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Aesthetics

What Is ‘Face Yoga’, And Can It Really Make You Look Younger?

Posted on 22 November 2023

Face yoga is a technique that involves various facial exercises that are supposed to stimulate the muscles, skin and lymphatic system of the face to improve its appearance. The idea of face yoga isn’t new, but has recently experienced a resurgence in popularity on social media. It is claimed that these practices can reduce wrinkles, tone the muscles of the face and more.

Regardless of whether you think face yoga sounds silly or not, we all know that scientific data is the best way to reach the truth, regardless of what before and after photographs from influencers claim to show. So, what do scientific studies of face yoga have to say on the matter?

Unfortunately, there’s not a whole lot to go on, and those studies that do exist have problems. Take for example this 2018 study titled ‘Association of Facial Exercise With the Appearance of Aging’. Researchers recruited 16 women aged 40-65 who were taught 32 facial exercises by a certified facial exercise instructor. Participants then performed these exercises for 30 minutes a day for 8 weeks. Photographs were taken before and after the intervention and then again after 20 weeks, and dermatologists rated various characteristics of facial ageing for each photograph. They determined that participants had, on average, significantly improved cheek fullness and reduced estimated age. 

Table showing dermatologist facial ageing assessment average scores at baseline, 8 weeks and 20 weeks post treatment start.
Association of Facial Exercise With the Appearance of Aging

However, aside from having only 16 participants, the study had some major flaws. First among these was the lack of a control group who did not perform facial exercises (or better yet, a placebo control group taught to do fake exercises). This means we have no idea if signs of facial ageing would have decreased anyway. Why might facial ageing have decreased? Because the study recruited participants who were ‘interested in facial exercises’, which means they were probably doing other things in an attempt to improve their appearance. The authors did not tell participants to stop other practices like the use of beauty products during the study, and did not even ask them if they were using any.

Just in case you think we cherry-picked a particularly bad study, this is actually one of the better face yoga studies, simply because the dermatologists were not told which pictures were taken before and which were taken after the treatment. A systematic review looked at 9 studies with positive results. Not only did not a single study feature a control group, but the benefits of the treatment were sometimes assessed by the study authors themselves in full knowledge of which pictures were post treatment! A rare example of a study that did use a control group failed to conclude that facial exercises were beneficial.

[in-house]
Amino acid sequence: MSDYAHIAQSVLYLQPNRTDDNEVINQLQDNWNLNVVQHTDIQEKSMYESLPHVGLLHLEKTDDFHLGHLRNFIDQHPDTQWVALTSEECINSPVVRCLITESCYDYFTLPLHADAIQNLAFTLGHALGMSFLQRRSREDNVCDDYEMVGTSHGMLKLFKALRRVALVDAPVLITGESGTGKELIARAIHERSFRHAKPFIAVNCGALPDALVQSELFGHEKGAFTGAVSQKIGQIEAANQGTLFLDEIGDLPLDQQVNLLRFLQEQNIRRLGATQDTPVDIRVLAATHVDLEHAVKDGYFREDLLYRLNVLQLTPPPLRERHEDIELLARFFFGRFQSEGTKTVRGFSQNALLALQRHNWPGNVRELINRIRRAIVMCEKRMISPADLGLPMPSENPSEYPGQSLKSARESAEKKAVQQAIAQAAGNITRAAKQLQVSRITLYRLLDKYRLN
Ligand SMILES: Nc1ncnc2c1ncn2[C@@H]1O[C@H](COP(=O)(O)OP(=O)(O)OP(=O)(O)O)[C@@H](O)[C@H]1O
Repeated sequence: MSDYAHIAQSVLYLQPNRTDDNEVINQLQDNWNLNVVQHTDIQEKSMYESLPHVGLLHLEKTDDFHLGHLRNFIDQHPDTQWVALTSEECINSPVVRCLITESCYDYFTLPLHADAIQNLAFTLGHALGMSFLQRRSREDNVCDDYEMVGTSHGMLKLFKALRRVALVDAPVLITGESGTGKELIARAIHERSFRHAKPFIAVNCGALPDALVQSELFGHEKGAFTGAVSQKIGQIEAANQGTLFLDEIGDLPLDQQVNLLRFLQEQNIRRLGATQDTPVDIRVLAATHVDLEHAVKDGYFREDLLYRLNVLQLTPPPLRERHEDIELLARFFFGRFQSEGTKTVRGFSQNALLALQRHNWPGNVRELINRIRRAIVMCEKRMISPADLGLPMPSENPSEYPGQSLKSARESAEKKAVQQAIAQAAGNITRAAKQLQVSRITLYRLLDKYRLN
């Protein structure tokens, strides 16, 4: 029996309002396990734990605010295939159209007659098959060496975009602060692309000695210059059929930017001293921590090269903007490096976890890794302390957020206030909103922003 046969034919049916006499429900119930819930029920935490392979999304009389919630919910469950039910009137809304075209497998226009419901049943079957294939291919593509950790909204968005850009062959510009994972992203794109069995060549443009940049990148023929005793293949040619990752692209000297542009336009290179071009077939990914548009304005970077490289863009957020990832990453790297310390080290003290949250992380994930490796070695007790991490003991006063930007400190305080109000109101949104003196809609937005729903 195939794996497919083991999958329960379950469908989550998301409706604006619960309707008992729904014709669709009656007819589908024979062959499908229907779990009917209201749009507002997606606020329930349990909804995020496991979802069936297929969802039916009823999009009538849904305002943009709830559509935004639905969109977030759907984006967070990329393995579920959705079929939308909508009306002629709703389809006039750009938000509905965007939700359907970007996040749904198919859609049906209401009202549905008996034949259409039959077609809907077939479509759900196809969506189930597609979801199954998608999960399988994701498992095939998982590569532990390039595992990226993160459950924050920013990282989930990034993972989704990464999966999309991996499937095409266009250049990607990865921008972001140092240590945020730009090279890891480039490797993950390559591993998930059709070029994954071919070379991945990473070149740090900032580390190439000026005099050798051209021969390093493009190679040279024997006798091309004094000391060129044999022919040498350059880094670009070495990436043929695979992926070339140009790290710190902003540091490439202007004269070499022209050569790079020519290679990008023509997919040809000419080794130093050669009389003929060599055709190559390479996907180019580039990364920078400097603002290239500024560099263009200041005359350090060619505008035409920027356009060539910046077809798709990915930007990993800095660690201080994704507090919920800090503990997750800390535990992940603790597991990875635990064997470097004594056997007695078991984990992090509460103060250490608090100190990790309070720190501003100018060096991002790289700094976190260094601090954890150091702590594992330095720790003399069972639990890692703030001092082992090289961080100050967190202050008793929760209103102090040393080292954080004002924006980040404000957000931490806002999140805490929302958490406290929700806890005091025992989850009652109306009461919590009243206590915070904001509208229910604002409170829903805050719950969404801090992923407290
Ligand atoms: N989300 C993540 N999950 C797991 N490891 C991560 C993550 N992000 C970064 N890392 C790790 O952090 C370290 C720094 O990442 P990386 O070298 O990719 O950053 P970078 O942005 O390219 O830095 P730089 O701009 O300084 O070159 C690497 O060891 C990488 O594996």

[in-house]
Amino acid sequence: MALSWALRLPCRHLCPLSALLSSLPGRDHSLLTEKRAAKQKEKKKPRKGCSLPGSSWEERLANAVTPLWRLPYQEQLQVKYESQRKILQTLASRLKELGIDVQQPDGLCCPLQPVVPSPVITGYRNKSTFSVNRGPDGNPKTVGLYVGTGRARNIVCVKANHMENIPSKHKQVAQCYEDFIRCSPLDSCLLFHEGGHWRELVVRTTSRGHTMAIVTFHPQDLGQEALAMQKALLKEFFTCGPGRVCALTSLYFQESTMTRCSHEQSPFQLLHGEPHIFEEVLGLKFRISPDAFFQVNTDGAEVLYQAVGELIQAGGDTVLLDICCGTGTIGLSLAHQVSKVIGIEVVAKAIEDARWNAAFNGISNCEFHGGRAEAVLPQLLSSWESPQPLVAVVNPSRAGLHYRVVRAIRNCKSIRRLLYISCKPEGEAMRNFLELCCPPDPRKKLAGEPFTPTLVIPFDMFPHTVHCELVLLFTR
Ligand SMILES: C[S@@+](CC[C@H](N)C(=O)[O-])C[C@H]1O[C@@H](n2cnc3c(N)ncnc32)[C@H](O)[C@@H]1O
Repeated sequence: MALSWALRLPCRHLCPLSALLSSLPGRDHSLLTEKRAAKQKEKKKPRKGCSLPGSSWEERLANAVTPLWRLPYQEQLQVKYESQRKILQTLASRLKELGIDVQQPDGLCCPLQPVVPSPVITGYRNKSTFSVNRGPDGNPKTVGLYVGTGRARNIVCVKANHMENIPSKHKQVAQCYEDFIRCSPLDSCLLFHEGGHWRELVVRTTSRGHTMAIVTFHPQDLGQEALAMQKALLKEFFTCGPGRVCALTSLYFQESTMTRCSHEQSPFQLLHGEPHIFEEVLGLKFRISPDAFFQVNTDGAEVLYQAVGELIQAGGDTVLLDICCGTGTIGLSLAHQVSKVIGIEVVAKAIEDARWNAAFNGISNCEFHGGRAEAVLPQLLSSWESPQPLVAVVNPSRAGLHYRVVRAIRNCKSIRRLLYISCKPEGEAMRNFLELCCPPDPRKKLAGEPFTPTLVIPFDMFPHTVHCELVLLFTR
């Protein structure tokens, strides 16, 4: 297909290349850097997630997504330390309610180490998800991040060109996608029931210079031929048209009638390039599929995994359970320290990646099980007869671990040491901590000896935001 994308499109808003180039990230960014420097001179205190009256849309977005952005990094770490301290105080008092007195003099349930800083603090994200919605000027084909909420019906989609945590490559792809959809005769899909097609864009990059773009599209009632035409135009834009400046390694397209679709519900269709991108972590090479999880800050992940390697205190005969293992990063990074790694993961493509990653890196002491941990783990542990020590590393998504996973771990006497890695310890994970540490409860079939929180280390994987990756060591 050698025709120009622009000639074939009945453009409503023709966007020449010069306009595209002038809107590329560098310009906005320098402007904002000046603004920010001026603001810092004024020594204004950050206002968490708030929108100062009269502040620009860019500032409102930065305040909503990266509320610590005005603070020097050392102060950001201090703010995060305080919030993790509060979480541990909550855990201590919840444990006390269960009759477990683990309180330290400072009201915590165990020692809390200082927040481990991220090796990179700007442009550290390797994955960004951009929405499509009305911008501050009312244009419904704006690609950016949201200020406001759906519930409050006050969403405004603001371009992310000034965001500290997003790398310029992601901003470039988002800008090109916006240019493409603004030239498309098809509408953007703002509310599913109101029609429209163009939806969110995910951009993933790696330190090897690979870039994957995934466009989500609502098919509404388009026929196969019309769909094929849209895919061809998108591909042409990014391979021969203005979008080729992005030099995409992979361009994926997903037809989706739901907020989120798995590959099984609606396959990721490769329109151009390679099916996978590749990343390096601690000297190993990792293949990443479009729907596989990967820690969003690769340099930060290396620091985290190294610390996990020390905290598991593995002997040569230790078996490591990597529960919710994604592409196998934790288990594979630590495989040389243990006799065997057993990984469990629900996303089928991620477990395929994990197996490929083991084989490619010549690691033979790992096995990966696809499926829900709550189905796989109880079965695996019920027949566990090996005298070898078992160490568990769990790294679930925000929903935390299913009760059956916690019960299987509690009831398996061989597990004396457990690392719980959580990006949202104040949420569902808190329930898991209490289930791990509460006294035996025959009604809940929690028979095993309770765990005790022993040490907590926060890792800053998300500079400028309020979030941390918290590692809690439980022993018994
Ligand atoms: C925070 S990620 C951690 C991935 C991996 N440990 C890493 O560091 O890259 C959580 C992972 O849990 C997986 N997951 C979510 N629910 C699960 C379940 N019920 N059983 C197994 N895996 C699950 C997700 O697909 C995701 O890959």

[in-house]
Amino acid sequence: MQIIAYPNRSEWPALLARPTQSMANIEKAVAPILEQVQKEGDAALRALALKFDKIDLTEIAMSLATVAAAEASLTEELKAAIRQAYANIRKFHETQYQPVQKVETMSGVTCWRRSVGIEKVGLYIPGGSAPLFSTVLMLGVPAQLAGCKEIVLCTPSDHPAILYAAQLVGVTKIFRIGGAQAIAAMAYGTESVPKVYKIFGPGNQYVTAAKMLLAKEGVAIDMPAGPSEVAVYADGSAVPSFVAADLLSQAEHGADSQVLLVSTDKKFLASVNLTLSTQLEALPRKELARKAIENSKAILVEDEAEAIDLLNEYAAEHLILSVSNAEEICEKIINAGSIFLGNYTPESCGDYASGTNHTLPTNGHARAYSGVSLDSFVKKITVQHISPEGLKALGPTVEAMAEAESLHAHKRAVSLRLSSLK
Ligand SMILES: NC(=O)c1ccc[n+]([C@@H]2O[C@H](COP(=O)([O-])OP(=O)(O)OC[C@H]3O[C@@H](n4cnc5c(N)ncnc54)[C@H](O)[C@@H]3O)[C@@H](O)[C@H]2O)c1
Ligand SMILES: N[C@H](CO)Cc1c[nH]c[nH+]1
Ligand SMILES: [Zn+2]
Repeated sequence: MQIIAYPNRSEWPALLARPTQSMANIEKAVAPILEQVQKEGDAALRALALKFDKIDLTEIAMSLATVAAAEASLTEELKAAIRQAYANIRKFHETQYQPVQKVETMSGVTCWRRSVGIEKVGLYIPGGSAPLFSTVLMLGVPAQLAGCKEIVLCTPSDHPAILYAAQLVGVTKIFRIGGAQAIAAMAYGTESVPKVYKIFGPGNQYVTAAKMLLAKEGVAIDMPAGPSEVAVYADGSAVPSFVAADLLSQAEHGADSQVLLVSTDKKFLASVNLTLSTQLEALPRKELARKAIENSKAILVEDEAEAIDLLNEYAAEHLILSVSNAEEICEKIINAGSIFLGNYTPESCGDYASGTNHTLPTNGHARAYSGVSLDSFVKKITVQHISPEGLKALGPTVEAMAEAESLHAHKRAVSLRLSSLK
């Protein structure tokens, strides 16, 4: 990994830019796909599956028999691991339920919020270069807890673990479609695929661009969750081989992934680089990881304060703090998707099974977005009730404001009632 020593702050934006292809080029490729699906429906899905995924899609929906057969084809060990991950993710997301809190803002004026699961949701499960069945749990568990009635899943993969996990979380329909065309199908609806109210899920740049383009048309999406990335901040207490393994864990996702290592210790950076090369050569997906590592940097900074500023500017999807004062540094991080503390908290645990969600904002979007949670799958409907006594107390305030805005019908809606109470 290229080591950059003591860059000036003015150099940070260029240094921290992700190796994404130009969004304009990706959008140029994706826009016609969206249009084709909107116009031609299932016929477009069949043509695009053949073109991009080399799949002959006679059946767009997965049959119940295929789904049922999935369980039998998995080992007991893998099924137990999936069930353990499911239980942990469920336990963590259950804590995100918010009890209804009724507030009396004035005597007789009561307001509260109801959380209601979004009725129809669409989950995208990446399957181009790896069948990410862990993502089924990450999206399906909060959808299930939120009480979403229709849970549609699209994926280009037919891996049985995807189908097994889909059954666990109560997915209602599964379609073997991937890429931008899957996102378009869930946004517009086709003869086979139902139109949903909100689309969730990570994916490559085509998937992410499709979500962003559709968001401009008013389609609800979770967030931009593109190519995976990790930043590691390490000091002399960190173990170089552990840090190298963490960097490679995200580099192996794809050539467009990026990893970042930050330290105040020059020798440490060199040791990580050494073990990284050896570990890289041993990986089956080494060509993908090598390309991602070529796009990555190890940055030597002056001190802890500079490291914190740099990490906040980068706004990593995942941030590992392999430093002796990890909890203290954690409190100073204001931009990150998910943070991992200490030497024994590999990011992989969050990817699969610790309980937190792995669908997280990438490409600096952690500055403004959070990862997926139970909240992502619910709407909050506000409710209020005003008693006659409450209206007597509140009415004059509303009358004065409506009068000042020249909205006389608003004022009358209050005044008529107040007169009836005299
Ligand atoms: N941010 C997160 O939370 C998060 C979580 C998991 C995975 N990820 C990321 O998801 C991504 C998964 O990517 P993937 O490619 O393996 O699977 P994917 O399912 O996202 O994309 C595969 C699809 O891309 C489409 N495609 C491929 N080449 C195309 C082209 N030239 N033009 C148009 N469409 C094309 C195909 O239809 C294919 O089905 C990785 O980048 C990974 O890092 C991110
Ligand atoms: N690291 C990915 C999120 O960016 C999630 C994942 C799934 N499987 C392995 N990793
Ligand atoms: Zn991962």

So, does this mean we should completely write off the idea of face exercises for reducing signs of facial ageing? Well, not entirely – the existing data may be poor, but better designed studies may still be able to find some benefit. While exercising or massaging the muscles of the face is unlikely to have any effect on your skin, it’s at least plausible that it could improve muscle tone. According to Suzanne Olbricht, an associate professor of dermatology at Harvard Medical School, building muscle in the face could potentially help prevent fat from being redistributed under the pull of gravity. The key word here is ‘potentially’, since the science still doesn’t really support a benefit to facial exercises at this time. These benefits, if they exist, are also likely to be quite small.

While the science may not be very convincing, face yoga is unlikely to do you any harm. However, we propose that your time would be infinitely better spent by simply doing normal physical exercise. We know for a fact that exercise suppresses many processes involved in ageing, such as inflammation and senescence. These are system-wide benefits that apply to the skin and muscle throughout the body just as they apply to the heart, brain and other tissues. There are scientific studies showing that physical exercise improves skin quality, and while more research is needed, these studies already look far more convincing than those for facial exercises.

Summary of results from a study that comparing resistance training to aerobic exercise. The study relied on objective measurements like collagen production and elasticity to assess the effects of the intervention. They found that resistance training was more beneficial than aerobic exercise. Unfortunately, this study did not include a sedentary control group.
Resistance training rejuvenates aging skin by reducing circulating inflammatory factors and enhancing dermal extracellular matrices

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    References

    Title image by eva wilcock, Upslash

    Association of Facial Exercise With the Appearance of Aging https://jamanetwork.com/journals/jamadermatology/article-abstract/2666801?redirect=true

    The Effectiveness of Facial Exercises for Facial Rejuvenation: A Systematic Review https://doi.org/10.1177/1090820X13514583

    Facial exercises for facial rejuvenation: a control group study https://doi.org/10.1159/000354083

    Resistance training rejuvenates aging skin by reducing circulating inflammatory factors and enhancing dermal extracellular matrices https://doi.org/10.1038%2Fs41598-023-37207-9

    Does your face need a workout? https://www.health.harvard.edu/staying-healthy/does-your-face-need-a-workout

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